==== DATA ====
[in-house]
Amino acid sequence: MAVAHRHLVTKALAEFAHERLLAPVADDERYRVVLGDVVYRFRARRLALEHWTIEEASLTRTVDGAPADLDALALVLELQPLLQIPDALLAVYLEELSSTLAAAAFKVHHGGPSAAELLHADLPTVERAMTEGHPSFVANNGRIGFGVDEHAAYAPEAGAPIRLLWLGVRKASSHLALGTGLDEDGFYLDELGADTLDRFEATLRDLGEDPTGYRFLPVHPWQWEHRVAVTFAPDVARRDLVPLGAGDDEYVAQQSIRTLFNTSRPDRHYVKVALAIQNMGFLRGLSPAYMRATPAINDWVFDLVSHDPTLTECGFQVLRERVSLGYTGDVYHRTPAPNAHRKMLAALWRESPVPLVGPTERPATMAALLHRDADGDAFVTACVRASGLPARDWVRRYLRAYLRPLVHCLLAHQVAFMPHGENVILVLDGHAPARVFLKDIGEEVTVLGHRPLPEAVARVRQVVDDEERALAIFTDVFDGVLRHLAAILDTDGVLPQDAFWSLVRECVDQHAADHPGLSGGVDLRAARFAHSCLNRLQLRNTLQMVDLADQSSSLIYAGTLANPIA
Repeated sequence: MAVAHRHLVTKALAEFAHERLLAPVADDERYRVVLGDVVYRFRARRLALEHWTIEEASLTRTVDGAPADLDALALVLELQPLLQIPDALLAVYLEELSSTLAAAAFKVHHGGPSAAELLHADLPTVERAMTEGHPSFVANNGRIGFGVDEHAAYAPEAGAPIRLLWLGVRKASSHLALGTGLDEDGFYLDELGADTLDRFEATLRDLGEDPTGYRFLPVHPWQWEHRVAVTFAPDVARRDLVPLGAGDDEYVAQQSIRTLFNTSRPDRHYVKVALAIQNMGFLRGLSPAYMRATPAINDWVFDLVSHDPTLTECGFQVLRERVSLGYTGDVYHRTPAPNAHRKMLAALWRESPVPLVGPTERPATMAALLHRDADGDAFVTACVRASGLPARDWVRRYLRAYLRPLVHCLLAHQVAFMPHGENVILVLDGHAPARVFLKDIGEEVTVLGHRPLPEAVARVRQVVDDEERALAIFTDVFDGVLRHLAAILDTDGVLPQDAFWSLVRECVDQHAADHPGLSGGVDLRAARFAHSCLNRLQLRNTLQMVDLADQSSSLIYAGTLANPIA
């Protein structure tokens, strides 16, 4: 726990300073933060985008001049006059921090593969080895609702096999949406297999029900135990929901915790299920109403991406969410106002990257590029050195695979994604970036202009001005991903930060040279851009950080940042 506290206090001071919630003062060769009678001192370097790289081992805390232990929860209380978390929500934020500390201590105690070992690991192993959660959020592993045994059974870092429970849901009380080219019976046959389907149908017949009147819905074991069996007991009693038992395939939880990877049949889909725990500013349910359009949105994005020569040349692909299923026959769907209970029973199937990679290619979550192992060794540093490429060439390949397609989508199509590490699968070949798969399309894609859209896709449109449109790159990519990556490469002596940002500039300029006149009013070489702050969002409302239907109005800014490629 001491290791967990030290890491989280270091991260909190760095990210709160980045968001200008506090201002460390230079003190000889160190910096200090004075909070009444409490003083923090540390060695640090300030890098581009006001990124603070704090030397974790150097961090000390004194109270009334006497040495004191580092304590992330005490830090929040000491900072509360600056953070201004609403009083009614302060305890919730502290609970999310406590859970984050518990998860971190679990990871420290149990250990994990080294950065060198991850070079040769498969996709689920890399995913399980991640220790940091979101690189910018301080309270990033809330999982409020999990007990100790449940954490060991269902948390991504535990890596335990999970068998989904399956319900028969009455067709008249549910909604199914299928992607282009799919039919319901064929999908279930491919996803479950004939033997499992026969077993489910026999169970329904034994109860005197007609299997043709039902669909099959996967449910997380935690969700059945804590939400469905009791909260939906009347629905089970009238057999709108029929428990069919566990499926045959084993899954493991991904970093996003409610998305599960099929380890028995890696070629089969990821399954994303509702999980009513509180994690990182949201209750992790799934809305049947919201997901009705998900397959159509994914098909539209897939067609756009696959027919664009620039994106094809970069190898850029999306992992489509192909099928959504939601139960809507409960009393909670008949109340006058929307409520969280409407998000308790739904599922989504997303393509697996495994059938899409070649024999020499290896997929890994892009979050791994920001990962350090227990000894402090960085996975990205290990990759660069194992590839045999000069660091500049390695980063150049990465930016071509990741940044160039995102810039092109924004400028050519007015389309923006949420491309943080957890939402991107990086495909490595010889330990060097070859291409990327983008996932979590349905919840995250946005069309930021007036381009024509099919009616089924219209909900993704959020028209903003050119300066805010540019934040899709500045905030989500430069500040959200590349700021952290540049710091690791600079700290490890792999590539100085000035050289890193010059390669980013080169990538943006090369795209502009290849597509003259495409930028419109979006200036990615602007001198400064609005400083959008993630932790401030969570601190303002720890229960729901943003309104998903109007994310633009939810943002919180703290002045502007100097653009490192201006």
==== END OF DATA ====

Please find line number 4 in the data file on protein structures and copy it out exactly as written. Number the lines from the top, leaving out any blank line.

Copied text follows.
């Protein structure tokens, strides 16, 4: 726990300073933060985008001049006059921090593969080895609702096999949406297999029900135990929901915790299920109403991406969410106002990257590029050195695979994604970036202009001005991903930060040279851009950080940042 506290206090001071919630003062060769009678001192370097790289081992805390232990929860209380978390929500934020500390201590105690070992690991192993959660959020592993045994059974870092429970849901009380080219019976046959389907149908017949009147819905074991069996007991009693038992395939939880990877049949889909725990500013349910359009949105994005020569040349692909299923026959769907209970029973199937990679290619979550192992060794540093490429060439390949397609989508199509590490699968070949798969399309894609859209896709449109449109790159990519990556490469002596940002500039300029006149009013070489702050969002409302239907109005800014490629 001491290791967990030290890491989280270091991260909190760095990210709160980045968001200008506090201002460390230079003190000889160190910096200090004075909070009444409490003083923090540390060695640090300030890098581009006001990124603070704090030397974790150097961090000390004194109270009334006497040495004191580092304590992330005490830090929040000491900072509360600056953070201004609403009083009614302060305890919730502290609970999310406590859970984050518990998860971190679990990871420290149990250990994990080294950065060198991850070079040769498969996709689920890399995913399980991640220790940091979101690189910018301080309270990033809330999982409020999990007990100790449940954490060991269902948390991504535990890596335990999970068998989904399956319900028969009455067709008249549910909604199914299928992607282009799919039919319901064929999908279930491919996803479950004939033997499992026969077993489910026999169970329904034994109860005197007609299997043709039902669909099959996967449910997380935690969700059945804590939400469905009791909260939906009347629905089970009238057999709108029929428990069919566990499926045959084993899954493991991904970093996003409610998305599960099929380890028995890696070629089969990821399954994303509702999980009513509180994690990182949201209750992790799934809305049947919201997901009705998900397959159509994914098909539209897939067609756009696959027919664009620039994106094809970069190898850029999306992992489509192909099928959504939601139960809507409960009393909670008949109340006058929307409520969280409407998000308790739904599922989504997303393509697996495994059938899409070649024999020499290896997929890994892009979050791994920001990962350090227990000894402090960085996975990205290990990759660069194992590839045999000069660091500049390695980063150049990465930016071509990741940044160039995102810039092109924004400028050519007015389309923006949420491309943080957890939402991107990086495909490595010889330990060097070859291409990327983008996932979590349905919840995250946005069309930021007036381009024509099919009616089924219209909900993704959020028209903003050119300066805010540019934040899709500045905030989500430069500040959200590349700021952290540049710091690791600079700290490890792999590539100085000035050289890193010059390669980013080169990538943006090369795209502009290849597509003259495409930028419109979006200036990615602007001198400064609005400083959008993630932790401030969570601190303002720890229960729901943003309104998903109007994310633009939810943002919180703290002045502007100097653009490192201006």